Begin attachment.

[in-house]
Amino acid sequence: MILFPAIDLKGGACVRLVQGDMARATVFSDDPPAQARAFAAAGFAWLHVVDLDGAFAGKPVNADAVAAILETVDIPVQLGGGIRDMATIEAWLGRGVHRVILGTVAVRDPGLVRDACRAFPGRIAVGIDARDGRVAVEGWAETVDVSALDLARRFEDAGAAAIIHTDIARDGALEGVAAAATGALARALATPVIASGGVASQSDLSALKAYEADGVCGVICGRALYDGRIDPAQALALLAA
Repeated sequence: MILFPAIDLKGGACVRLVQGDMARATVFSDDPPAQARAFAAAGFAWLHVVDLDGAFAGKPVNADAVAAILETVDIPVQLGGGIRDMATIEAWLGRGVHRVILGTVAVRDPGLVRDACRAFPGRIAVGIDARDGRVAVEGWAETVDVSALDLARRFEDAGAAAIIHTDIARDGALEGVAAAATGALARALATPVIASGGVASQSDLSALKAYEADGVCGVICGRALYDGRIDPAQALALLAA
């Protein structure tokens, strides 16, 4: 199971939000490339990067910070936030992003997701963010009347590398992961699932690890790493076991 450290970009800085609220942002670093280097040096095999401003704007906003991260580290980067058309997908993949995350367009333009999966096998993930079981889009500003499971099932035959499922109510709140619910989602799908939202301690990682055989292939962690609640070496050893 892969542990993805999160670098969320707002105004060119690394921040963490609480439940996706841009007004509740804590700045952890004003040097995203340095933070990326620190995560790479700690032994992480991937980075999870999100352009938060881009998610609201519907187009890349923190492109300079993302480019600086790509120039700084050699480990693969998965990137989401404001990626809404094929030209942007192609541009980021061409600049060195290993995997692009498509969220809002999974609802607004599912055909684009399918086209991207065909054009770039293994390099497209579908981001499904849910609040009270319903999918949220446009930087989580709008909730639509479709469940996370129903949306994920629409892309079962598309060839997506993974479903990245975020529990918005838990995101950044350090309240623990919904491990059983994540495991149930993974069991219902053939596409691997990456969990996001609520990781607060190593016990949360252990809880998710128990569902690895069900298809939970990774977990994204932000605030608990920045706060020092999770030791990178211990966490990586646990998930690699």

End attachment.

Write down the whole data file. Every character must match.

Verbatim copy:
[in-house]
Amino acid sequence: MILFPAIDLKGGACVRLVQGDMARATVFSDDPPAQARAFAAAGFAWLHVVDLDGAFAGKPVNADAVAAILETVDIPVQLGGGIRDMATIEAWLGRGVHRVILGTVAVRDPGLVRDACRAFPGRIAVGIDARDGRVAVEGWAETVDVSALDLARRFEDAGAAAIIHTDIARDGALEGVAAAATGALARALATPVIASGGVASQSDLSALKAYEADGVCGVICGRALYDGRIDPAQALALLAA
Repeated sequence: MILFPAIDLKGGACVRLVQGDMARATVFSDDPPAQARAFAAAGFAWLHVVDLDGAFAGKPVNADAVAAILETVDIPVQLGGGIRDMATIEAWLGRGVHRVILGTVAVRDPGLVRDACRAFPGRIAVGIDARDGRVAVEGWAETVDVSALDLARRFEDAGAAAIIHTDIARDGALEGVAAAATGALARALATPVIASGGVASQSDLSALKAYEADGVCGVICGRALYDGRIDPAQALALLAA
């Protein structure tokens, strides 16, 4: 199971939000490339990067910070936030992003997701963010009347590398992961699932690890790493076991 450290970009800085609220942002670093280097040096095999401003704007906003991260580290980067058309997908993949995350367009333009999966096998993930079981889009500003499971099932035959499922109510709140619910989602799908939202301690990682055989292939962690609640070496050893 892969542990993805999160670098969320707002105004060119690394921040963490609480439940996706841009007004509740804590700045952890004003040097995203340095933070990326620190995560790479700690032994992480991937980075999870999100352009938060881009998610609201519907187009890349923190492109300079993302480019600086790509120039700084050699480990693969998965990137989401404001990626809404094929030209942007192609541009980021061409600049060195290993995997692009498509969220809002999974609802607004599912055909684009399918086209991207065909054009770039293994390099497209579908981001499904849910609040009270319903999918949220446009930087989580709008909730639509479709469940996370129903949306994920629409892309079962598309060839997506993974479903990245975020529990918005838990995101950044350090309240623990919904491990059983994540495991149930993974069991219902053939596409691997990456969990996001609520990781607060190593016990949360252990809880998710128990569902690895069900298809939970990774977990994204932000605030608990920045706060020092999770030791990178211990966490990586646990998930690699």